Anyway... Janine Jansen and friends. You told me it was good. It is. How's this?
Different. Slower across the board (especially in the Scherzo and Trio, one of the few slower recordings of the Scherzo that works well imo), darker sounding w/more emphasis on celli and viola, less perfect in terms of intonation, more vibrato, less energetic, more mysterious, emotionally more extreme. Less "straight". Closer comparisons would be the Pavel Haas Qt or Petersen Qt.

It's not necessarily the last word in Schubert but the way they phrase the second theme in the first movement, with quasi-vocal micro-hesitations, is very attention-getting (in a good way, for me), and if you like that, you'll like the rest of the performance. Similarly the use of vibrato in the 1st violin part in the adagio, which sounds almost like suppressed sobbing.
« Last Edit: November 22, 2017, 08:13:41 PM by amw »

Offline kyjo

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Re: What are you listening to now?
« Reply #102712 on: November 22, 2017, 09:06:06 PM »
Stephen Albert's Cello Concerto:



A powerful work. It's a shame Albert died so tragically young.
"Music is enough for a lifetime, but a lifetime is not enough for music" - Sergei Rachmaninoff

Offline André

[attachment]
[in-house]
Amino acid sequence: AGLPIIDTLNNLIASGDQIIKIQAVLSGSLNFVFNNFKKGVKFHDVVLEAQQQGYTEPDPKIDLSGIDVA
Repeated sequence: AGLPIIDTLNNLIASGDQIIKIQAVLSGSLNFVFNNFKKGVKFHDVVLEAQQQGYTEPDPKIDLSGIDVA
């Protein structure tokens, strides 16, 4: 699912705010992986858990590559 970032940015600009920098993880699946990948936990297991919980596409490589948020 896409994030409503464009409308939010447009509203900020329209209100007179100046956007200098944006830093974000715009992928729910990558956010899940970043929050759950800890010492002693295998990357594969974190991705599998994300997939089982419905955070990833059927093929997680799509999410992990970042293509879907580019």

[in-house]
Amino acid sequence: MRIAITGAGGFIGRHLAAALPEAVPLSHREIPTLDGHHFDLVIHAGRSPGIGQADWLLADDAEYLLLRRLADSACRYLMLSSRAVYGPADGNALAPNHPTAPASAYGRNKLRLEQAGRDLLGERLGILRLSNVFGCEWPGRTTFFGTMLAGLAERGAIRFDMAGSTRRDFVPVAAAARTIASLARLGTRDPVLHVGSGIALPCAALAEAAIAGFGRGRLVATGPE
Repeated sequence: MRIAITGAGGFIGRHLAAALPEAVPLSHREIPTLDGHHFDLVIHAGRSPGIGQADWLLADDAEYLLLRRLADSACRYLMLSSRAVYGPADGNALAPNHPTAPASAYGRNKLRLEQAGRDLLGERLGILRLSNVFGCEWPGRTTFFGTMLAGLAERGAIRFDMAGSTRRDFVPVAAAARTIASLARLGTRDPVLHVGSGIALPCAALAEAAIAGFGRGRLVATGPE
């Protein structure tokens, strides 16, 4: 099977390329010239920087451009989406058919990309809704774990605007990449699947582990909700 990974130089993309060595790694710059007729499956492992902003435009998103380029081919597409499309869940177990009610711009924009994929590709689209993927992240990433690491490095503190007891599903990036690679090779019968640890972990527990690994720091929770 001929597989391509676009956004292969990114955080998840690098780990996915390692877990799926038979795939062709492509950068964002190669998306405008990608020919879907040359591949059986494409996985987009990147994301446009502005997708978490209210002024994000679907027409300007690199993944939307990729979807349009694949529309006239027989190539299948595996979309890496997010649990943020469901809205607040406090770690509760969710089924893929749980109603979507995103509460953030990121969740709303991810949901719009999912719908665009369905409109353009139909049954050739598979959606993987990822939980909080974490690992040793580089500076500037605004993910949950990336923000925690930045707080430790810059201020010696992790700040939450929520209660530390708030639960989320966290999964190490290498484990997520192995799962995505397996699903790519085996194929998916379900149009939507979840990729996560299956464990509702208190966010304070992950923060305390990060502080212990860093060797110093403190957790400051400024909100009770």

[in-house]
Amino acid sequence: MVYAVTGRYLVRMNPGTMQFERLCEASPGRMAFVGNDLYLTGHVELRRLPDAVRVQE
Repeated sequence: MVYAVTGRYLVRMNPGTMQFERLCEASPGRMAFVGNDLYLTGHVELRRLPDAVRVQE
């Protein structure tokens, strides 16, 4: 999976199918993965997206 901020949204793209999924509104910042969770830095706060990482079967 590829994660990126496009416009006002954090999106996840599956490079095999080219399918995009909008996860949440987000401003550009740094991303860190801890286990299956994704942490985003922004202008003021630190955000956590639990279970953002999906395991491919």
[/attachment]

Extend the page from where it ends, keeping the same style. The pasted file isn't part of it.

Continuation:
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Re: What are you listening to now?
« Reply #102713 on: November 22, 2017, 09:08:43 PM »
I certainly won’t argue with you here. I find Schnittke really came into his own in film music. Obviously, I love a lot of his more serious concert music, but his inventiveness in this medium was quite individual.

Do you own this recording?



If you don’t own it, then please remedy this soon. Schnittke's last film work, The Master and Margarita, is a real hoot. There’s a demented take on Ravel’s Bolero that is guaranteed to put a smile on your face.

Yes I do, and I mentioned it in this very thread a few weeks ago. It’s so good that I was moved to buy the Capriccio box !

You did it

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Re: What are you listening to now?
« Reply #102714 on: November 22, 2017, 09:28:50 PM »
Stravinsky - Rite Of Spring



Offline Mirror Image

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Re: What are you listening to now?
« Reply #102715 on: November 22, 2017, 09:36:22 PM »
Yes I do, and I mentioned it in this very thread a few weeks ago. It’s so good that I was moved to buy the Capriccio box !

Great to hear, Andre!
“Competitions are for horses; not artists.” - Béla Bartók

Offline Dancing Divertimentian

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    probably something somebody somewhere is snickering at...wait, Schoenberg! Definitely Schoenberg! (And, let's see, does he have a disciple or two...)...
Re: What are you listening to now?
« Reply #102716 on: November 22, 2017, 10:19:13 PM »